Unfortunately, if you are running macOS you still aren’t done. When I followed the instructions in the above article, I noticed a major problem; all of the built-in spell checking in macOS was still disabled! I combed through all my settings, but couldn’t find anything to restore the original functionality.

That’s when I found this very helpful blog post.

We get a lot of support requests because, on installation, @Grammarly for Mac kills system spell-checking in all other apps (including iA Writer). Deleting Grammarly won’t restore the spell-checking. You have to manually do it using Terminal.

So to fix the issue I had to open and run…

defaults write -g NSAllowContinuousSpellChecking -bool true

Bingo! After restarting a few of my apps, the original behavior appears to be restored. It makes sense why this feature must be disabled when Grammarly is active, but to not change it back when the user disables or removes the app? That feels like a major oversight for a company that gets so many other UX things right.

Don’t Just Ban Grammarly and Expect Folks To Listen

As I imply as part of my Honest Security guide, banning employees from using tools that can help them do their job better is not an approach that works in practice.

If you ban popular tools like Grammarly, people could be moving their work to personal devices. Then, you’ll have less visibility into what’s happening within your fleet, which can quickly turn into an IT nightmare.

Shedding the security role for a moment, let’s think empathetically. For some, a tool like Grammarly is just a nice-to-have capability that allows them to write more professionally. Still, for others, it’s an essential tool that will enable them to do something they could not do by themselves. Grammarly has a great guest blog article about this by Nelson Lauver, who is diagnosed with dyslexia.

In my twenty-one years as a writer, I have found Grammarly to be the single most valuable tool for making me a better writer. I recognized its benefits instantly.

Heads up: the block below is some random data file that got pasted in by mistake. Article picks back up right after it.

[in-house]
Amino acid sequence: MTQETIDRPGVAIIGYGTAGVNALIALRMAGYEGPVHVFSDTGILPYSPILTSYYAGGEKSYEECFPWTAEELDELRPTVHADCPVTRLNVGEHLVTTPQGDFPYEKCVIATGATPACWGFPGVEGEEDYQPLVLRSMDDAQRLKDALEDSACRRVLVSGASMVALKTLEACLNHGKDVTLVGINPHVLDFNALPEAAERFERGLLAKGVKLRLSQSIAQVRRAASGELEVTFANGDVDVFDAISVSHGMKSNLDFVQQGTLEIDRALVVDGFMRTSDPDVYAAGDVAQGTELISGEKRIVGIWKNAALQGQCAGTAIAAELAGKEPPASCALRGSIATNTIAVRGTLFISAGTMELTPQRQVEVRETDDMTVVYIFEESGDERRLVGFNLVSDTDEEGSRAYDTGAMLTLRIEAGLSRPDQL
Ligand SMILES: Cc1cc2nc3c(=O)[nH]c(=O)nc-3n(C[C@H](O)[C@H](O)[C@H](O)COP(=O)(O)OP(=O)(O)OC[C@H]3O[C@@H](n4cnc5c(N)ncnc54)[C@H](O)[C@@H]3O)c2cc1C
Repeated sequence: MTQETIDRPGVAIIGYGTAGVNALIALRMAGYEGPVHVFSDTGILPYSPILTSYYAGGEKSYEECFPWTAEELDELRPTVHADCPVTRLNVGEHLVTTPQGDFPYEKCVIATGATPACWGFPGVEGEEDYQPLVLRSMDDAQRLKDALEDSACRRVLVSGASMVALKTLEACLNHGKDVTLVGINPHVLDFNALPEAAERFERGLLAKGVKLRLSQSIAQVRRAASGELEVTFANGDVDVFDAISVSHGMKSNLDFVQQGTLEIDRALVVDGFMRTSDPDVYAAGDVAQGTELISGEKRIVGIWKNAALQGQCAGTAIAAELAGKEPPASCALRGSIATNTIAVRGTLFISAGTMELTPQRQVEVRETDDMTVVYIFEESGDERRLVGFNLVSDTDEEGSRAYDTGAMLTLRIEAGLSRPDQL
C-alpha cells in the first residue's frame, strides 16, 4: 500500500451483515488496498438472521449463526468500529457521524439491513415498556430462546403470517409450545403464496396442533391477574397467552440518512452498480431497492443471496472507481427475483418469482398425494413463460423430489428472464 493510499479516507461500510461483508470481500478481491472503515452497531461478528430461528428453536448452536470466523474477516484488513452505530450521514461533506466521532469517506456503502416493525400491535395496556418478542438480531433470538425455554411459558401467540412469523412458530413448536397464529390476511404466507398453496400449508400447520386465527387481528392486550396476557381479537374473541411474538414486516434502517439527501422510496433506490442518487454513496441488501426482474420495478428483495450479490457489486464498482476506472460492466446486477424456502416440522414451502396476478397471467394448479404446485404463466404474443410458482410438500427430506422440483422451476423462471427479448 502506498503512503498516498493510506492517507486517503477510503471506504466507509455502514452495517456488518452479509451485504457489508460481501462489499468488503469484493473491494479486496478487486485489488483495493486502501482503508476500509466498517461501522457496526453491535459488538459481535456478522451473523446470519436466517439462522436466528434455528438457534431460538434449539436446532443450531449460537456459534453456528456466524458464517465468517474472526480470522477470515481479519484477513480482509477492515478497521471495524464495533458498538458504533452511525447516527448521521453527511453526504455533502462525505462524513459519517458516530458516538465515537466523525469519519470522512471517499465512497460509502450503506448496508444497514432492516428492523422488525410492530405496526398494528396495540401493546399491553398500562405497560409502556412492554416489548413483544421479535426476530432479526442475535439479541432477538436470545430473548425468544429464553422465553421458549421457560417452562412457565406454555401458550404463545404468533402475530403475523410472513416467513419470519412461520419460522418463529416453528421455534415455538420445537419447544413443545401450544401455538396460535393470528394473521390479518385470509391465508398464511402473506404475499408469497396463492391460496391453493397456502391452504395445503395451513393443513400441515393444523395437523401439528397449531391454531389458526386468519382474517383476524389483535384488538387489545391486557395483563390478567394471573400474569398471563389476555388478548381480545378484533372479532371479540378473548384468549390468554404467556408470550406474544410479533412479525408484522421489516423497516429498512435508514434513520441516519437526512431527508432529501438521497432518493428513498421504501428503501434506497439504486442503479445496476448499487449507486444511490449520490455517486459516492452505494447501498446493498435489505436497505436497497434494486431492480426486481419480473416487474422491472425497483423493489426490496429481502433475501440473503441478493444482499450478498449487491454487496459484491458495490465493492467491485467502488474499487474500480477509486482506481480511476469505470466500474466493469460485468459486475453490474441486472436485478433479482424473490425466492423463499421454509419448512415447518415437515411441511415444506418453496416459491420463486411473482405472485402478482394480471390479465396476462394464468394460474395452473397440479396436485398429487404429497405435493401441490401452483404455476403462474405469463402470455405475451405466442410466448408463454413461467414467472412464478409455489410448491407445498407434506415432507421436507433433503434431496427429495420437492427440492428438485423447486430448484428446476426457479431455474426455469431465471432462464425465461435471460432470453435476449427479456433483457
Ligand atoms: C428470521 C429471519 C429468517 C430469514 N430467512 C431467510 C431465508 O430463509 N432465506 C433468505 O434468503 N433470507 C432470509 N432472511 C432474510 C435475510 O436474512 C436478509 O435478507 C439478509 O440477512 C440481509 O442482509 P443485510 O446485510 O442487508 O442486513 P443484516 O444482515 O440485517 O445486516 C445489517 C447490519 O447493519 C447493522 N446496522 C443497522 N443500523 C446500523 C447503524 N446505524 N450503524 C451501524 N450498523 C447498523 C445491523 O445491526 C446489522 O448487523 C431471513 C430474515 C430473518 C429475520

This is genuine praise that should not go ignored. Imagine what could happen if the IT team blocks access to this essential tool. Now we have an employee who cannot do their job and perhaps feels much less confident communicating. This could be the push they need to start looking for a new job or, worse, drive them to start using a personal laptop without this restriction.

This is why IT leaders in charge of these decisions need to balance employee experience with security when dealing with apps like Grammarly.

The most effective way for keeping untrusted applications from accessing your data is automated blocking software, and there’s plenty to choose from, including Kolide. Kolide gives IT and Security teams the ability to detect Grammarly’s app or browser extension on a device, and prevent that device from authenticating via SSO.

But simple blocking doesn’t really solve the problem, especially for users like Nelson who rely on these tools. Grammarly and tools like it can make a world of difference for users with disabilities, and dismissing these use cases fails to show end-users empathy.

Of course, I’m not saying you should make decisions that compromise security in ways the IT team is uncomfortable with–just that you should have a conversation with users that shows genuine interest in finding a solution that works for all sides.

Involving users in security is one of Kolide’s defining values, and it’s just as important to our product as the ability to block unsecure devices. That’s why every security issue we detect comes with a message for the user. This gives IT teams a chance to explain why a tool like Grammarly is problematic, tell them how to remove it, and offer a reasonable alternative solution. That might mean allowing certain users to be exempt from a blocking policy as long as they commit to using a tool responsibly, or it might mean finding a different tool that accomplishes the same thing.

You can see what our blocking process looks like in action here.

We think this is the most honest and user-first approach to managing the use of potentially practical applications like Grammarly.

  1. While this is how Grammarly works at the time I last checked it, there are no guarantees that it won’t take advantage of other accessibility APIs in the future. This risk isn’t necessarily their fault and I have a bone to pick with Apple about these all-or-nothing permissions, but regardless of fault, it’s still a risk that readers should note.